holding that a constitutional challenge to a rule prohibiting African Americans from voting in a past primary election was moot because “[t]he bill was for an injunction that could not be granted at that time,” and “[t]here was no constitutional obligation to extend the remedy beyond what was prayed”Summary of this case from Akiachak Native Cmty. v. U.S. Dep't of the Interior
Argued October 6, 1924. Decided October 20, 1924.
1. A party who plainly asserted a federal right in a state trial court and whose appeal from an adverse judgment was dismissed by a higher state tribunal upon the ground that the case, after judgment, had become moot, is entitled to the judgment of this Court on whether such dismissal in effect denied, or failed duly to recognize, the right asserted; and local rules as to the extent of review will not necessarily determine the decision here. P. 33. 2. Where plaintiffs, as qualified electors, unsuccessfully sought to enjoin, as violative of the Constitution, the enforcement of a rule made by a City Democratic Executive Committee that negroes should not be allowed to vote at a particular Democratic primary election, their bill praying no other relief, and, months later, their appeal to a higher state tribunal was dismissed upon the ground that, the election having been held, the cause of action had ceased to exist and that the appeal would not be entertained on the question of costs alone, held, that the dismissal did not violate their constitutional rights. P. 34. 236 S.W. 239, affirmed.
Mr. R.D. Evans for plaintiffs in error.
No brief filed for defendants in error.
This is a bill in equity alleging that the plaintiffs are qualified electors residing in Houston, Texas, and of the Democratic political faith; that on January 27, 1921, the City Democratic Executive Committee of Houston made and published a rule that negroes would not be allowed to vote in the Democratic City Primary Election to be held on February 9, 1921; that the Committee and Judges of Election threatened to enforce the rule, contrary to the Constitution of the United States; and praying an injunction to restrain the Committee and Judges of Election from carrying out their threats. The bill was filed on February 3, 1921. On February 5, 1921, it was demurred to generally, the demurrer maintaining that the rule did not infringe the Fifteenth Amendment. On February 7, 1921, the demurrer was sustained and the bill was dismissed with costs. The plaintiffs appealed to the Court of Civil Appeals, but that Court held that at the date of its decision, months after the election, the cause of action had ceased to exist and that the appeal would not be entertained on the question of costs alone. It therefore dismissed the appeal with costs. Error is assigned here on the ground that the Fifteenth Amendment prohibits the discrimination which was made the basis of the complaint, and that the decision denied the plaintiffs their constitutional rights.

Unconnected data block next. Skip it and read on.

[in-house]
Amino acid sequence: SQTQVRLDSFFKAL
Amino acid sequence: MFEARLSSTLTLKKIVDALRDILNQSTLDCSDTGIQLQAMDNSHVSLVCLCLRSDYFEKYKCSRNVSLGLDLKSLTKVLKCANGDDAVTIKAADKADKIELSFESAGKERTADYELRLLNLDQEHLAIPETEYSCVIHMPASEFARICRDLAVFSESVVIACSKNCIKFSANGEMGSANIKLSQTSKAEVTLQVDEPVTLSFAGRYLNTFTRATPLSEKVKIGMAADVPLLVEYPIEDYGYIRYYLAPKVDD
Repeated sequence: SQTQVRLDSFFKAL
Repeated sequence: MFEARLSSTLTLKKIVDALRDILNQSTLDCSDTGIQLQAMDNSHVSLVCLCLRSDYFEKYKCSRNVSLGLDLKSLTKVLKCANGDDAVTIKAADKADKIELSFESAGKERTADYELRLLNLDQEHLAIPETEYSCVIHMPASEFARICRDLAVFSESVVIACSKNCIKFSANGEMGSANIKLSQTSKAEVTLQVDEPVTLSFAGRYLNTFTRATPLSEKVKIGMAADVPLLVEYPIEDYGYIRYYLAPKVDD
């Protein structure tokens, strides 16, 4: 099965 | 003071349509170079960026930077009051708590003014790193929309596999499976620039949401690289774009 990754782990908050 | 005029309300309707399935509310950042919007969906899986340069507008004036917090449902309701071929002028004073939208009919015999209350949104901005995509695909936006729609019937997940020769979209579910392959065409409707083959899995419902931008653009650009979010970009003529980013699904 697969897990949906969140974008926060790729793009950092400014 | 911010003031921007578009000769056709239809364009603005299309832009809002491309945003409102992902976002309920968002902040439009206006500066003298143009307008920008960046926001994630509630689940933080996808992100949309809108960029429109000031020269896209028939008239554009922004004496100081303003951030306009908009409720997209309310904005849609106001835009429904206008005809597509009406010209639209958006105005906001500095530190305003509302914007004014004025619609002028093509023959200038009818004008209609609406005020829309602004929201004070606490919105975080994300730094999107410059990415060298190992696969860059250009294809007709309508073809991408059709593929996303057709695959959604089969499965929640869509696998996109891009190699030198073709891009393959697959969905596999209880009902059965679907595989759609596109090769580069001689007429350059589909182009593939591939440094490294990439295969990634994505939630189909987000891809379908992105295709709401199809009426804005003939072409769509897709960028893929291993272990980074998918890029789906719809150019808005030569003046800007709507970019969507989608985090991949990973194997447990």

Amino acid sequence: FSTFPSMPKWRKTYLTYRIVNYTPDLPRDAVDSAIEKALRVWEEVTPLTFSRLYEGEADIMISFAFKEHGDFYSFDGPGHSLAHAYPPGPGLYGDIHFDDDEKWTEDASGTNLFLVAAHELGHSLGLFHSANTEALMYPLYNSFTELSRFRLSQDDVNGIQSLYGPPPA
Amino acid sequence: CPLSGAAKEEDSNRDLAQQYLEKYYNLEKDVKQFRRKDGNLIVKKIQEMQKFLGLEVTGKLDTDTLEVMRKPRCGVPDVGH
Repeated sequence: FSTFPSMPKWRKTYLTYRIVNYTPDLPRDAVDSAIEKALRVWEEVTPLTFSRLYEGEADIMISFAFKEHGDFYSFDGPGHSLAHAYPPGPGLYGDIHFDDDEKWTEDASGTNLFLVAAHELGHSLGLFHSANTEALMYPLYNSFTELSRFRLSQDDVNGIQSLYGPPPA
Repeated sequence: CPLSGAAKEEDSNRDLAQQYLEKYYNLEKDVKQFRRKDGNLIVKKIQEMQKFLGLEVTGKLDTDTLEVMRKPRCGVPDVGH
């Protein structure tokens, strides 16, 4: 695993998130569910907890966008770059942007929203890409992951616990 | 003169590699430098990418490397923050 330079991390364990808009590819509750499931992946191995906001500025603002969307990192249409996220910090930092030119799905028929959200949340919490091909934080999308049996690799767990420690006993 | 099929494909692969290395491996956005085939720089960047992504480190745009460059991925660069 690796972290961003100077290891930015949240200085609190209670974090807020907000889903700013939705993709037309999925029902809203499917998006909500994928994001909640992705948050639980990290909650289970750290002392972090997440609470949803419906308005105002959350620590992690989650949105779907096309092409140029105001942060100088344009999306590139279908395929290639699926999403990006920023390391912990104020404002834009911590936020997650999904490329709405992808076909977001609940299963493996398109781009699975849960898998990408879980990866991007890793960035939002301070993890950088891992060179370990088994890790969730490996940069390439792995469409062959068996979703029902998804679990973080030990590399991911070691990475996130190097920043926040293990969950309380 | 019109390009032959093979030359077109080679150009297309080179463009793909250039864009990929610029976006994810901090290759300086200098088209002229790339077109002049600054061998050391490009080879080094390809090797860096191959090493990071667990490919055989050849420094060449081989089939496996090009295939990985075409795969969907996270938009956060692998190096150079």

When as here there is a plain assertion of federal rights in the lower court, local rules as to how far it shall be reviewed on appeal do not necessarily prevail. Davis v. Wechsler, 263 U.S. 22, 24. Whether the right was denied or not given due recognition by the Court of Civil Appeals is a question as to which the plaintiffs are entitled to invoke our judgment. Ward v. Love County, 253 U.S. 17, 22. If the case stood here as it stood before the court of first instance it would present a grave question of constitutional law and we should be astute to avoid hindrances in the way of taking it up. But that is not the situation. The rule promulgated by the Democratic Executive Committee was for a single election only that had taken place long before the decision of the Appellate Court. No constitutional rights of the plaintiffs in error were infringed by holding that the cause of action had ceased to exist. The bill was for an injunction that could not be granted at that time. There was no constitutional obligation to extend the remedy beyond what was prayed.